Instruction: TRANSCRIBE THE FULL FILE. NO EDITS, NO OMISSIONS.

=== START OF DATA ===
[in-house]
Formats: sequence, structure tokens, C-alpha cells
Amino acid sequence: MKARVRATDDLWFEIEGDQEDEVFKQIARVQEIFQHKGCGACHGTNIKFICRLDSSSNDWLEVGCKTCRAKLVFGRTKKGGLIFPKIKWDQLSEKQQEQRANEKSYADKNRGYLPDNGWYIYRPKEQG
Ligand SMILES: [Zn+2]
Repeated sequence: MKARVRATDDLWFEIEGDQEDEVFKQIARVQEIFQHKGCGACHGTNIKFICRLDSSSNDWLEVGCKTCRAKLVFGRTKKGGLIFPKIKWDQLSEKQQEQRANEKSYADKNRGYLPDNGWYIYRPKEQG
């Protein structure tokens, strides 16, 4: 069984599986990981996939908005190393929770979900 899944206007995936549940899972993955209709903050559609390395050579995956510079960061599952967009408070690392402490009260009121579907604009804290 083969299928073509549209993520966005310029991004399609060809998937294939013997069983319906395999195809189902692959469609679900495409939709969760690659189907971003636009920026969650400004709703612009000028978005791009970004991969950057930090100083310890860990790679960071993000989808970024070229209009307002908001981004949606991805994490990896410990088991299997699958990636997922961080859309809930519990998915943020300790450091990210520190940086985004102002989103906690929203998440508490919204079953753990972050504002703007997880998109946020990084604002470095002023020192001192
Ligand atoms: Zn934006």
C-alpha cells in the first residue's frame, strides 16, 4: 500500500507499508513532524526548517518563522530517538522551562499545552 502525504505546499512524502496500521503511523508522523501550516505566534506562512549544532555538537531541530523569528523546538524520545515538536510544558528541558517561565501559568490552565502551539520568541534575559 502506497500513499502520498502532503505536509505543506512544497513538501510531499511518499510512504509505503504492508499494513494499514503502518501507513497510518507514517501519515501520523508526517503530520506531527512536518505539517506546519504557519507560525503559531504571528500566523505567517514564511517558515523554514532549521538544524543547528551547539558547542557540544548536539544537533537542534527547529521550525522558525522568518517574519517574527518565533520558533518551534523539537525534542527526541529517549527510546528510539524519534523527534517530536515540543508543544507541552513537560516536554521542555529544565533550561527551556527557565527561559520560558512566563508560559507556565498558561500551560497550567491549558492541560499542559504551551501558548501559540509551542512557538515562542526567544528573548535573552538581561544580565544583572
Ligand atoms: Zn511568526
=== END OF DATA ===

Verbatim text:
[in-house]
Formats: sequence, structure tokens, C-alpha cells
Amino acid sequence: MKARVRATDDLWFEIEGDQEDEVFKQIARVQEIFQHKGCGACHGTNIKFICRLDSSSNDWLEVGCKTCRAKLVFGRTKKGGLIFPKIKWDQLSEKQQEQRANEKSYADKNRGYLPDNGWYIYRPKEQG
Ligand SMILES: [Zn+2]
Repeated sequence: MKARVRATDDLWFEIEGDQEDEVFKQIARVQEIFQHKGCGACHGTNIKFICRLDSSSNDWLEVGCKTCRAKLVFGRTKKGGLIFPKIKWDQLSEKQQEQRANEKSYADKNRGYLPDNGWYIYRPKEQG
């Protein structure tokens, strides 16, 4: 069984599986990981996939908005190393929770979900 899944206007995936549940899972993955209709903050559609390395050579995956510079960061599952967009408070690392402490009260009121579907604009804290 083969299928073509549209993520966005310029991004399609060809998937294939013997069983319906395999195809189902692959469609679900495409939709969760690659189907971003636009920026969650400004709703612009000028978005791009970004991969950057930090100083310890860990790679960071993000989808970024070229209009307002908001981004949606991805994490990896410990088991299997699958990636997922961080859309809930519990998915943020300790450091990210520190940086985004102002989103906690929203998440508490919204079953753990972050504002703007997880998109946020990084604002470095002023020192001192
Ligand atoms: Zn934006």
C-alpha cells in the first residue's frame, strides 16, 4: 500500500507499508513532524526548517518563522530517538522551562499545552 502525504505546499512524502496500521503511523508522523501550516505566534506562512549544532555538537531541530523569528523546538524520545515538536510544558528541558517561565501559568490552565502551539520568541534575559 502506497500513499502520498502532503505536509505543506512544497513538501510531499511518499510512504509505503504492508499494513494499514503502518501507513497510518507514517501519515501520523508526517503530520506531527512536518505539517506546519504557519507560525503559531504571528500566523505567517514564511517558515523554514532549521538544524543547528551547539558547542557540544548536539544537533537542534527547529521550525522558525522568518517574519517574527518565533520558533518551534523539537525534542527526541529517549527510546528510539524519534523527534517530536515540543508543544507541552513537560516536554521542555529544565533550561527551556527557565527561559520560558512566563508560559507556565498558561500551560497550567491549558492541560499542559504551551501558548501559540509551542512557538515562542526567544528573548535573552538581561544580565544583572
Ligand atoms: Zn511568526